Immigration Reform

First DREAMer Deported Under the Trump Administration

By Peek & Toland on October 9, 2017

The arrival of the Trump administration led to considerable speculation about the future of so-called DREAMERs. Recently, the first DREAMer deported under the new administration sparked increased concern.

DREAMERS are undocumented immigrants who were protected under Obama’s Dream Act.

Juan Manuel Montes Bojorquez, 23, was sent to his home country of on February 17 just hours after he failed to provide identification of his legal residency to a U.S. Customs and Border Protection agent.

Trump administration saw first DREAMer deported

The first DREAMer was deported under the Trump administration

A report in People said Montes was out with his girlfriend and waiting for a taxi when the agent came and questioned him. He said he’d left his wallet in a friend’s car. Because he was unable to prove he was protected under Deferred Action for Childhood Arrivals (DACA), he was transferred into custody. Agents took him across the border a few hours later.

Alarm as First DREAMer deported under the Trump Administration

People who qualified for the DACA program have been concerned about its future under the Trump administration.

The program helps DREAMers who are foreign-born individuals brought to the United States. as children. Obama’s flagship policy gave them a two-year work permit, a social security number, and protection from deportation.

The People report said Montes applied for DACA status in 2014, then again in 2016. He was meant to be protected until 2018, because the program runs for two full years.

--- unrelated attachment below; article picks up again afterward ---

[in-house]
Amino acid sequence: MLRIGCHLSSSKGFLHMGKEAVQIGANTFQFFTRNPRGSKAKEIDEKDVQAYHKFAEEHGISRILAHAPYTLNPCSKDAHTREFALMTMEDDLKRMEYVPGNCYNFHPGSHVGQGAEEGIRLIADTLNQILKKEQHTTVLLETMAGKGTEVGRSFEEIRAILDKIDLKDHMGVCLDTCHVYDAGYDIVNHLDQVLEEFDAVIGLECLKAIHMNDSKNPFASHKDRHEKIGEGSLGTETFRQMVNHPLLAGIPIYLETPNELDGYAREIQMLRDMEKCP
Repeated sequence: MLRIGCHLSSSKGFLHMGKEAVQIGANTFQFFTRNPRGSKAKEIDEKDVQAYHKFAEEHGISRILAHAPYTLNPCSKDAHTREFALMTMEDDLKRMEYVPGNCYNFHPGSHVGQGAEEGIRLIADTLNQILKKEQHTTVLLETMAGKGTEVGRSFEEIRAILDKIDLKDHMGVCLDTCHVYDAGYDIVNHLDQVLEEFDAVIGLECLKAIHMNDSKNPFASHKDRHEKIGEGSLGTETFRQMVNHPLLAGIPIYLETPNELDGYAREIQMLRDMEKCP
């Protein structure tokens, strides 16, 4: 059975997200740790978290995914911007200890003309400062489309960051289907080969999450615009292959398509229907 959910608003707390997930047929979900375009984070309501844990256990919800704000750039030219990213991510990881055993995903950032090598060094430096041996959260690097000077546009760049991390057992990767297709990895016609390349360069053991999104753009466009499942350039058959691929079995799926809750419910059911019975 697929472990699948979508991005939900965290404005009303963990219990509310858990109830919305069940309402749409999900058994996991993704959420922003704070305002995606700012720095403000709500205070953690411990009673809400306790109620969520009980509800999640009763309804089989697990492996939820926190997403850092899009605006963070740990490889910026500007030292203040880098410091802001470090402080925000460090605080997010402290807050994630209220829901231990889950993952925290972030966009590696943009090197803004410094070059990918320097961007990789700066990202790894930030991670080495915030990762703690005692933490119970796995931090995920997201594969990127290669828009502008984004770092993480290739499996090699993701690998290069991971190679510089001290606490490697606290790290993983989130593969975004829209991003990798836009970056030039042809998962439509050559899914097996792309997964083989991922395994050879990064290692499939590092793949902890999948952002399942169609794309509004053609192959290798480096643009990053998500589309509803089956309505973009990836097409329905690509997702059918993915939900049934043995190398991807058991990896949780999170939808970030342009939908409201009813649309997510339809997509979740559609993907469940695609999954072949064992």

The Trump administration previously moved to reassure DREAMers they were safe under the Trump administration.

Department of Homeland Security Secretary, John Kelly said the DACA program is “alive and well.”

However, the deportation of Montes Bojorquez left the DREAMer community nervous.

In our blog we describe how the election of Trump left those who benefitted from Obama’s policy in limbo.

These are uncertain and difficult times for immigrants. If you or a family member is facing possible deportation from Texas and need assistance to fight the action, please call Peek Toland & Castañeda PLLC at (512) 474-4445.

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White House is Urged to Keep the International Entrepreneur Rule

By Peek & Toland on October 7, 2017

Concerns over the future of the International Entrepreneur Rule that allows business leaders from other countries to come to the United States more easily, have led American business leaders to put pressure on the White House.

An article in The Hill in June noted investors, entrepreneurs, and civic leaders are pushing the Trump administration to not block the rule that would smooth the way for entrepreneurs from other countries to come to the U.S.

We outlined the finalized rule earlier this year. Investors who can pump at least $250,000 into the U.S. economy can benefit under the International Entrepreneur Rule.

The measure was originally proposed by the Obama administration. It allows the Department of Homeland Security (DHS) to evaluate whether or not business owners can relocate to the U.S. to grow their companies, on a case-by-case basis.

business community fights for the International Entrepreneur Rule

Almost 80 groups representing investors, startup founders, economic development organizations and civic leaders sent a letter in May to the White House. They urged the administration to not roll back the International Entrepreneur Rule due to go into effect on July 17. In the letter they argued:

“Immigrant entrepreneurs are a critical driver of increased economic activity, as they play an outsized role in new company creation in communities all across our country.”

Over the summer, administration officials held a meeting with the National Venture Capital Association (NVCA), a Washington DC trade association that represents venture capital and entrepreneurial interests.

The Trump administration has not taken a stance on the International Entrepreneur Rule.